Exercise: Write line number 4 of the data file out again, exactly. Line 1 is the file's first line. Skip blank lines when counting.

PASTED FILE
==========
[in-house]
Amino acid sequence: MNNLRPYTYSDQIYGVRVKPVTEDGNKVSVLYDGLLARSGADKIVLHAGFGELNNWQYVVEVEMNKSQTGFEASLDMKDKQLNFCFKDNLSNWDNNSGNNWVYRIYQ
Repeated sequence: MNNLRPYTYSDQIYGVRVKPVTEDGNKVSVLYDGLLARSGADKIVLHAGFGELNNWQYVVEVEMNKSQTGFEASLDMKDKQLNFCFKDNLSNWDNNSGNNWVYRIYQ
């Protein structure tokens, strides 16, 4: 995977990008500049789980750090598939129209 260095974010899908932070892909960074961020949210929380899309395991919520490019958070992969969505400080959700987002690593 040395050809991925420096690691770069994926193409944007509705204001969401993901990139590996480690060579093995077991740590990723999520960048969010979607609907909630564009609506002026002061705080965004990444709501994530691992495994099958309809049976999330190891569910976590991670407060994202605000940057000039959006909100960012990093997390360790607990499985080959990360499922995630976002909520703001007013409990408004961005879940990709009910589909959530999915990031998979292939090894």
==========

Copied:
């Protein structure tokens, strides 16, 4: 995977990008500049789980750090598939129209 260095974010899908932070892909960074961020949210929380899309395991919520490019958070992969969505400080959700987002690593 040395050809991925420096690691770069994926193409944007509705204001969401993901990139590996480690060579093995077991740590990723999520960048969010979607609907909630564009609506002026002061705080965004990444709501994530691992495994099958309809049976999330190891569910976590991670407060994202605000940057000039959006909100960012990093997390360790607990499985080959990360499922995630976002909520703001007013409990408004961005879940990709009910589909959530999915990031998979292939090894």